The Southwestern Historical Quarterly, Volume 52, July 1948 - April, 1949 Page: 50
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Southwestern Historical Quarterly
ficulty was a difference of religion; Dr. Ricord-Madianna was a
devout Roman Catholic, while Mrs. Ricord was a pious evan-
gelical of pronounced Calvinistic opinions. Her abhorrence of
the Roman Catholic Church was articulated in her dramatic
poem, published in Cambridge, Massachusetts, in 1842, entitled
Zamba or The Insurrection, the setting of which was the Island
of Martinique. Mrs. Ricord with her four sons returned to the
United States. After several years' residence in New Jersey, she
removed to Geneva, New York, where she opened a seminary for
young ladies, in which, it is said, began the great religious revival
of western New York.
John Ricord's earliest surviving letter was written in Wood-
bridge, New Jersey, on December 6, 1823, when he was about
eleven years old. This document would suggest no precocity, and
one may therefore assume that Ricord was a fairly commonplace.
DEAR GRAND PAPA
I take the opportunity of letting you know that all the family are
very well and my self am not very well. I have a very bad cold. I wish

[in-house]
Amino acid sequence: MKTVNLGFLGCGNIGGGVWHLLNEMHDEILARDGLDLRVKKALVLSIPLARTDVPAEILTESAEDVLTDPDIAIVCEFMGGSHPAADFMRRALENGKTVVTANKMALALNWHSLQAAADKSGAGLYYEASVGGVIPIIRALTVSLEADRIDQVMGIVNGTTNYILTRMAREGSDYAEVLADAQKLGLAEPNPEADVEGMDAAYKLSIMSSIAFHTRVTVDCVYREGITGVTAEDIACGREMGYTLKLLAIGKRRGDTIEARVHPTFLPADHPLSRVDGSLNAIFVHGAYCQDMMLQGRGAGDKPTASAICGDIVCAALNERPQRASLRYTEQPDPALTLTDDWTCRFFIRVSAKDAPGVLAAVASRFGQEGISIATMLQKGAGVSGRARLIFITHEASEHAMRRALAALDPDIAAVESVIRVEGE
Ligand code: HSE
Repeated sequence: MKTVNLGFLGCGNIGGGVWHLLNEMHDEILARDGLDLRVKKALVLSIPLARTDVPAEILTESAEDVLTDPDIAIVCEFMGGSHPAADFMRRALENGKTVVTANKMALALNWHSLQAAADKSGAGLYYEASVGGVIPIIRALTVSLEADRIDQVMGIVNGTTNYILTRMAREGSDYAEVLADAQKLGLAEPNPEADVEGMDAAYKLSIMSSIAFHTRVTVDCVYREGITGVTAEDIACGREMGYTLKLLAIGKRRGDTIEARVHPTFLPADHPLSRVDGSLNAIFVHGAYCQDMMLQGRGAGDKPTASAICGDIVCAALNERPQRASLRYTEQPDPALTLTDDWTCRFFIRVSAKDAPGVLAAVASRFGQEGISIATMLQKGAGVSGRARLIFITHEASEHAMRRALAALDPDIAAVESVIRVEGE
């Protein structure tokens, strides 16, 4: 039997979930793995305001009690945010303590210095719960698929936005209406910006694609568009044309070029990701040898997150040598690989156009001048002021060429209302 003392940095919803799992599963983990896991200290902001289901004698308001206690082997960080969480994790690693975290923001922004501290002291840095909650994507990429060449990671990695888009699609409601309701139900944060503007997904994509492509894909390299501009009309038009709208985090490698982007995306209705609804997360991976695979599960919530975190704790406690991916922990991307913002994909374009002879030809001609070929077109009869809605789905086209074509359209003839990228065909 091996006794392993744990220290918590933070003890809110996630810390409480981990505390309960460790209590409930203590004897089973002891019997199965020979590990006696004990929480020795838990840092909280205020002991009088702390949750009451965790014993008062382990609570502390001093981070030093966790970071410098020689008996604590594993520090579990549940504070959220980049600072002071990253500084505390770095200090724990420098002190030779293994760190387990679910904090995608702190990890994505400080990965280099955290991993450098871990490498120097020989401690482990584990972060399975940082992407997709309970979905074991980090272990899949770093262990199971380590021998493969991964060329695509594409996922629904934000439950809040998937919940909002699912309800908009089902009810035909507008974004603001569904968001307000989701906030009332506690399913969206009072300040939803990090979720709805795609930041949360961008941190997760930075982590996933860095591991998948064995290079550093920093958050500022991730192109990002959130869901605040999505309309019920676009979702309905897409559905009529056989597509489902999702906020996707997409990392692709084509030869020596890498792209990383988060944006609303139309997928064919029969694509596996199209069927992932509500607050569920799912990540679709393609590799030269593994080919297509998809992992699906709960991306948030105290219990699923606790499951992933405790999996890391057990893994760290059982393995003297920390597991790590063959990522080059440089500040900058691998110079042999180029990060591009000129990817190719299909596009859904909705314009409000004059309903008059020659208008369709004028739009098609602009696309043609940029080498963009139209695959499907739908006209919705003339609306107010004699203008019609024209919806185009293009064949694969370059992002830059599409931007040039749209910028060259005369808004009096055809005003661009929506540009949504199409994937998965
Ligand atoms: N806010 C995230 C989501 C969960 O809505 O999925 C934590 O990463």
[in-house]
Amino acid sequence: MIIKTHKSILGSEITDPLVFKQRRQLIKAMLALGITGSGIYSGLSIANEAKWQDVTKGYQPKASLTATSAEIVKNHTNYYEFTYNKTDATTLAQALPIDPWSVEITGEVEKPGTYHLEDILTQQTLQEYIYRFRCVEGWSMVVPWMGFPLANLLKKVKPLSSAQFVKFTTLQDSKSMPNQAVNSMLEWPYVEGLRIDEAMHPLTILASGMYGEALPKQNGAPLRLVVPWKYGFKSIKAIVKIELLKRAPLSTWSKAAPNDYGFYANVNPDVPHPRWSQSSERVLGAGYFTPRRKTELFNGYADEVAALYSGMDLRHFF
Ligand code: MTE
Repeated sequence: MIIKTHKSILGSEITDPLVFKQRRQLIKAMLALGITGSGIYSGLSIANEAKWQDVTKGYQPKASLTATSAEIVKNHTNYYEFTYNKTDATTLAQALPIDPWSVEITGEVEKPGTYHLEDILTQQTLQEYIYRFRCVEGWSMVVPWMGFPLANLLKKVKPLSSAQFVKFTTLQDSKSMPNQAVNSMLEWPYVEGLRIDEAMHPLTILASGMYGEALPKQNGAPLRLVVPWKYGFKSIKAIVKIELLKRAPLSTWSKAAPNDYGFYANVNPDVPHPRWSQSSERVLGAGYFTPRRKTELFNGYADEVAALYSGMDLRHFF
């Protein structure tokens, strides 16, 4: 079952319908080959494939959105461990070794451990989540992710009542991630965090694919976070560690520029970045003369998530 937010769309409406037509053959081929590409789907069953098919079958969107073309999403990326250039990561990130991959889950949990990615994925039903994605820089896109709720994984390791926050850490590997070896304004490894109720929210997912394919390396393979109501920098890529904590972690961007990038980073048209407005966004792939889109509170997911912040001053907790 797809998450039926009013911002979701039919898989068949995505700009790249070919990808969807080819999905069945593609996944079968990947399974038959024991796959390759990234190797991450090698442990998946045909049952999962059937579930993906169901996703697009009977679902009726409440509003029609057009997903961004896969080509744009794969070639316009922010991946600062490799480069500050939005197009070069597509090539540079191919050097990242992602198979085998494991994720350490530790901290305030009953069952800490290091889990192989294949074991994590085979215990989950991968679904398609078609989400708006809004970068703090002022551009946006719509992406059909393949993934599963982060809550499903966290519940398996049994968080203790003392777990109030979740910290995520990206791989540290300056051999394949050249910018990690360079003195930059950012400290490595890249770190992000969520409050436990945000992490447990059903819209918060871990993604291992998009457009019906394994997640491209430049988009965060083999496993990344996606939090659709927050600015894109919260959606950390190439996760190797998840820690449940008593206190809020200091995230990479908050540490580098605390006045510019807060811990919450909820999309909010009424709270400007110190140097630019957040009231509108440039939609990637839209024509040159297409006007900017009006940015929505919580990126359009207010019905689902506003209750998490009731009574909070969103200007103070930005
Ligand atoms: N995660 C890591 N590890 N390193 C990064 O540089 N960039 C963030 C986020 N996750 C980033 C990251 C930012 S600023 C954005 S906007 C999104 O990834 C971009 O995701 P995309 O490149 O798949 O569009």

to see you very much. I was very sorry to see you go away so soon
however I will try to come and see you and I wish you would come
to see us next month for Philip [his youngest brother, soon to die]
is not very well. I remain your affectionate grandson
When the family moved to Geneva, John was put into the law
office of his uncle, James Stryker, who then lived at that place.
A year or two later, Stryker moved to Buffalo, where he gained
some local celebrity as a judge and as a commissioner to arrange
the removal of the Indians from New York. It was in Buffalo,
therefore, that Ricord completed his legal preparation, and it
was there, on March 2, 1833, that he was admitted as an attorney
and counsellor at law. He practiced for a year or two in Buffalo,
in partnership with T. B. Stoddard.
In 1835 he resolved to remove to the Mexican state of Coahuila
and Texas, where another uncle, John Stryker, had lived for a
year or two. Stryker had settled in what is now the luscious
Lower Rio Grande Valley, at that time an arid region, and had
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Texas State Historical Association. The Southwestern Historical Quarterly, Volume 52, July 1948 - April, 1949, periodical, 1949; Austin, Texas. (texashistory.unt.edu/ark:/67531/metapth101121/m1/56/: accessed October 23, 2017), University of North Texas Libraries, The Portal to Texas History, texashistory.unt.edu; crediting Texas State Historical Association.